In the Hebrew Scriptures, there are familiar consequences for disobedience to God—destruction of holy sites, slavery, exile, and death. But there is one consequence that is less familiar and of special interest in this chapter. Disobedience to God sometimes results in stark reversals in God’s very relationship and experiential availability to God’s own people. Such people may even remove God’s very presence. This is a curious form of punishment that threatens the very spiritual identity of the victims of the reversal. (...)
    Download  
     
    Export citation  
     
    Bookmark  
  14.  20
    Kant’s Ethics of Grace: Perspectival Solutions to the Moral Difficulties with Divine Assistance.Stephen R. Palmquist - 2010 - Journal of Religion 90:530-553.
    Kant’s theory of religion has often been portrayed as leaving no room for grace. Even recent interpreters seeking to affirm Kantian religion find his appeal to grace unconvincing, because they assume the relevant section of Religion (Second Piece, Section One, Subsection C) is an attempt to construct a theology of divine assistance. Yet Kant’s goal in attempting to solve the three "difficulties" with belief in grace is to defend an ethics of grace – i.e., an account of how (...)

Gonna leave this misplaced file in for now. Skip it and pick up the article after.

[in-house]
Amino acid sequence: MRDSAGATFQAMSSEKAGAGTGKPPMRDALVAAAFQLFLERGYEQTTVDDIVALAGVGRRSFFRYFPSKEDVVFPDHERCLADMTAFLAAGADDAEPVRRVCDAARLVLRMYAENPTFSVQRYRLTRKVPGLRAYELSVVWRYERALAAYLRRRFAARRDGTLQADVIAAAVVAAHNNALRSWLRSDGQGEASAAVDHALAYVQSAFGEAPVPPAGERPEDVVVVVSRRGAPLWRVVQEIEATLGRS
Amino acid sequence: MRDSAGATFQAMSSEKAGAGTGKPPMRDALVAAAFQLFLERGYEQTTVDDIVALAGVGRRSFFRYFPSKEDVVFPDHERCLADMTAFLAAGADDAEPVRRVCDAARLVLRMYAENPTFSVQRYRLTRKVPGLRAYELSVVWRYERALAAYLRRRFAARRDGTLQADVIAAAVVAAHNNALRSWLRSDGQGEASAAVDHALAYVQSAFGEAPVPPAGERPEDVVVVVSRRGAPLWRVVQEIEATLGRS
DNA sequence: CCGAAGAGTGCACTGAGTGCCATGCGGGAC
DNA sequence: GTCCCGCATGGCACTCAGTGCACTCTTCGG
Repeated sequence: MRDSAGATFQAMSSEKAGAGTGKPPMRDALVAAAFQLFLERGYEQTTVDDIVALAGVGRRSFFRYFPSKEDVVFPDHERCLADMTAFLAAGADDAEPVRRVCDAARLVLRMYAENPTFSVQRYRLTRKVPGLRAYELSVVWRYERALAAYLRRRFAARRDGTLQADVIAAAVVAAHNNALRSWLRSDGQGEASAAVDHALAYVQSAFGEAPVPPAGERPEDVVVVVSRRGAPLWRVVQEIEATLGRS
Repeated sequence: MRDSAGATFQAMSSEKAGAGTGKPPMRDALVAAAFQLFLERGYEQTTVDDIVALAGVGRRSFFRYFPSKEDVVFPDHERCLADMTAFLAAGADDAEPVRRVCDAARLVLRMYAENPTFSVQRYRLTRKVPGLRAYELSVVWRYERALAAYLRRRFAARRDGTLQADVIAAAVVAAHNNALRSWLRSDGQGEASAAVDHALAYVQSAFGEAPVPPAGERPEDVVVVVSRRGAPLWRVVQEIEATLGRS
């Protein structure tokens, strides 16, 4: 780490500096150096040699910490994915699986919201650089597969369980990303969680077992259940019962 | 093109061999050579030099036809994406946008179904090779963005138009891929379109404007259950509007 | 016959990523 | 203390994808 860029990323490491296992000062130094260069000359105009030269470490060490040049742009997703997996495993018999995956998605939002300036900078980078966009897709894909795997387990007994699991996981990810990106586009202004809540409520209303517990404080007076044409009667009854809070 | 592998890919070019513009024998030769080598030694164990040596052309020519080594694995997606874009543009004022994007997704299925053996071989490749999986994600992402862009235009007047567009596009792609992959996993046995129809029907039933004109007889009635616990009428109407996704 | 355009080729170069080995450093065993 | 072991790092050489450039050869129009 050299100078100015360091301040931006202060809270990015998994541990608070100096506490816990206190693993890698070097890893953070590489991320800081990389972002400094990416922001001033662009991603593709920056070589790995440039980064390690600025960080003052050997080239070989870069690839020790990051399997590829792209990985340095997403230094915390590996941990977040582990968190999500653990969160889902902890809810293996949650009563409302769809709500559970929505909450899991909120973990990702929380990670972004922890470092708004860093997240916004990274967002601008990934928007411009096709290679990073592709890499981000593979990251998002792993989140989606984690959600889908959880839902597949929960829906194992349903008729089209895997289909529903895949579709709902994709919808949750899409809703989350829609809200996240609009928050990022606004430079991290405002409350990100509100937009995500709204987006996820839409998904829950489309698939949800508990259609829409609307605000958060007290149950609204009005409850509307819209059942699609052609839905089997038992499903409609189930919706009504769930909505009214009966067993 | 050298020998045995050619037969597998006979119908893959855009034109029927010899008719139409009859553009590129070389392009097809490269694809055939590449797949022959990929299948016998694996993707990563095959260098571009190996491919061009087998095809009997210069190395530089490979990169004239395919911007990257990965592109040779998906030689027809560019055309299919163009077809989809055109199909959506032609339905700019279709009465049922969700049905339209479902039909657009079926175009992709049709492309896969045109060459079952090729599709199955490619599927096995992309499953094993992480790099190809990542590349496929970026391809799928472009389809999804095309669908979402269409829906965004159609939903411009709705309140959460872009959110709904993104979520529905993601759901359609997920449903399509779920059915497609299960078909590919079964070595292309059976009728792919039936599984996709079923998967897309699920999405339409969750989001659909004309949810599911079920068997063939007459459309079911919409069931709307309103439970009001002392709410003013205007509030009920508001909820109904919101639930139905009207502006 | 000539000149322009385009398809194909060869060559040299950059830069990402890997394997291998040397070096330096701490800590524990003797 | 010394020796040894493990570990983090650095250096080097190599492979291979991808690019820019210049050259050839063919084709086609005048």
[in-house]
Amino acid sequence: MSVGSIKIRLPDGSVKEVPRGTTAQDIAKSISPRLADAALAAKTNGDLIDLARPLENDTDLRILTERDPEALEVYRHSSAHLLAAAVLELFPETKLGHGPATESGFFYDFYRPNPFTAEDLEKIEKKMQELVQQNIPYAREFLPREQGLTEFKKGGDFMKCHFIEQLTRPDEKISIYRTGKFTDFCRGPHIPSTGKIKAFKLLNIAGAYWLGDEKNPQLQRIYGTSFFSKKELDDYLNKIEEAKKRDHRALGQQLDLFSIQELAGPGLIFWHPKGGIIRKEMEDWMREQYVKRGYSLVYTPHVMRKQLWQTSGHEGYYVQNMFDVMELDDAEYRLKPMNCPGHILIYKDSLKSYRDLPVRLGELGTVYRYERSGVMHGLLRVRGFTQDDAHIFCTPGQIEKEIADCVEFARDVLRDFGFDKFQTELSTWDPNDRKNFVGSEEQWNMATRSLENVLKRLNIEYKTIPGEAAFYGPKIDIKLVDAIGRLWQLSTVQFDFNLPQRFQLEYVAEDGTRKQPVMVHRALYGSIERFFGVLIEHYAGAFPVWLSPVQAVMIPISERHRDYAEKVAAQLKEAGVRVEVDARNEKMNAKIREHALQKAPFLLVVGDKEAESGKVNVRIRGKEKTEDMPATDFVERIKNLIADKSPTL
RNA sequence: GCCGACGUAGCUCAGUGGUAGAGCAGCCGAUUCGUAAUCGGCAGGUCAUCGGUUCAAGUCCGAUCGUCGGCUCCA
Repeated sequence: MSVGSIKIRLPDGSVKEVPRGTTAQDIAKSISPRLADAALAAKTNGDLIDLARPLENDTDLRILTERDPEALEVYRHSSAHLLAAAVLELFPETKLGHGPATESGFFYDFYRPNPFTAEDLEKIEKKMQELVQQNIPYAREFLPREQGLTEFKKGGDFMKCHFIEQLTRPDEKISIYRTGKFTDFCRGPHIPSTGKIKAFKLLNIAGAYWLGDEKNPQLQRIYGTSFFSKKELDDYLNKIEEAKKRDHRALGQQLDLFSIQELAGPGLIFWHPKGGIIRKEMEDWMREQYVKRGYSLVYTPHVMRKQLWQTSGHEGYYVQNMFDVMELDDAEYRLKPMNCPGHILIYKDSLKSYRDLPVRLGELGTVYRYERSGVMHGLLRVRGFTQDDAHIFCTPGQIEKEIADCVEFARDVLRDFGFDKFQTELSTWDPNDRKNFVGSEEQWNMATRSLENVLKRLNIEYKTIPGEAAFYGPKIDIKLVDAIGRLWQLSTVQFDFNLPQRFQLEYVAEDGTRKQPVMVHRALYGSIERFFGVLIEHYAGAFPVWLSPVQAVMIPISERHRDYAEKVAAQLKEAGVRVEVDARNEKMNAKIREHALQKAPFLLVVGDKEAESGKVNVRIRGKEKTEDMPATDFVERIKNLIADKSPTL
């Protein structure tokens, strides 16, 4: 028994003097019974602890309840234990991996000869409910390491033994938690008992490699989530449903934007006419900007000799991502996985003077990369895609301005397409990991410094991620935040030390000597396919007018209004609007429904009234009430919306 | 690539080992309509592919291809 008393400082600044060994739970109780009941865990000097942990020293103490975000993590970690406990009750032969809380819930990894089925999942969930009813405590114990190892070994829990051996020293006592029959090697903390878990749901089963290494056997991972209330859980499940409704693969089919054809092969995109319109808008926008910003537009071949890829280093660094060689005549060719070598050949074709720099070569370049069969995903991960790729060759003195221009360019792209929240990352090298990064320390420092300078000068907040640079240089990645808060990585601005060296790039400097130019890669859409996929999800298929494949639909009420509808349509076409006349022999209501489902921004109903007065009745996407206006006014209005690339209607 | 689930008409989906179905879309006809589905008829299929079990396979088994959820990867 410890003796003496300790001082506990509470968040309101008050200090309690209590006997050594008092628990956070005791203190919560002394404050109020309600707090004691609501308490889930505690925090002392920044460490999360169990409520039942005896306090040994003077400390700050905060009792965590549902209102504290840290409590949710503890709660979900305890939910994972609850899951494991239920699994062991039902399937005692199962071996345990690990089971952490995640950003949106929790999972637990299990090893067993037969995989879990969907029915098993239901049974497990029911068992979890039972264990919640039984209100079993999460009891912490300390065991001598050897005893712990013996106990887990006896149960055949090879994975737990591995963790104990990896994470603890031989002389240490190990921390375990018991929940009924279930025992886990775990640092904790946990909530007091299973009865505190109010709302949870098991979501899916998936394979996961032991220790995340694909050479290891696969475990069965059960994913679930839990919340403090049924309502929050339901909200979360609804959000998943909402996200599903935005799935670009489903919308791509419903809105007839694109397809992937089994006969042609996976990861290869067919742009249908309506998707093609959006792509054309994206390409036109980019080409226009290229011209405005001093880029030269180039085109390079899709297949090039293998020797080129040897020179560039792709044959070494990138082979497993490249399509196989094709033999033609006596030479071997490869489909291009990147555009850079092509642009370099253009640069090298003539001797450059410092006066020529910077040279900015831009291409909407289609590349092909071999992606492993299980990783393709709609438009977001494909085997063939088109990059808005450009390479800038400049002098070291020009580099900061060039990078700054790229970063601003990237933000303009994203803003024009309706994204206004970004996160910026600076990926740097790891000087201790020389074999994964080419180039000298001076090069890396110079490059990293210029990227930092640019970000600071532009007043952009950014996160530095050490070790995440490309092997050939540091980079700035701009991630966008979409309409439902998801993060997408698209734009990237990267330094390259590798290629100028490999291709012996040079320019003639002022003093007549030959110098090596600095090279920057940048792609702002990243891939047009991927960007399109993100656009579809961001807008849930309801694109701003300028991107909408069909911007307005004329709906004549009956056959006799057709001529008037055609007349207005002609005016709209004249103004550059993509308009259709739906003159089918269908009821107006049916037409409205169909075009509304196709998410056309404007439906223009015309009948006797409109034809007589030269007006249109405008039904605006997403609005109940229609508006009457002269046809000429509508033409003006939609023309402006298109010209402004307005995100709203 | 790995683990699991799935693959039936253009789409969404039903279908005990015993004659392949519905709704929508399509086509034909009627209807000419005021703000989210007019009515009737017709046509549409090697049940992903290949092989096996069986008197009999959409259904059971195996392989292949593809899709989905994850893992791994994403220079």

Download  
     
    Export citation  
     
    Bookmark   2 citations  
  15. Divine Satisficing and the Ethics of the Problem of Evil.Chris Tucker - 2020 - Faith and Philosophy 37 (1):32-56.
    This paper accomplishes three goals. First, it reveals that God’s ethics has a radical satisficing structure: God can choose a good enough suboptimal option even if there is a best option and no countervailing considerations. Second, it resolves the long-standing worry that there is no account of the good enough that is both principled and demanding enough to be good enough. Third, it vindicates the key ethical assumption in the problem of evil without relying on the contested assumption that (...)
    Download  
     
    Export citation  
     
    Bookmark  
  16. The Bright Lights on Self Identity and Positive Reciprocity: Spinoza’s Ethics of the Other Focusing on Competency, Sustainability and the Divine Love.Ignace Haaz - 2018 - Journal of Dharma 43 (3):261-284.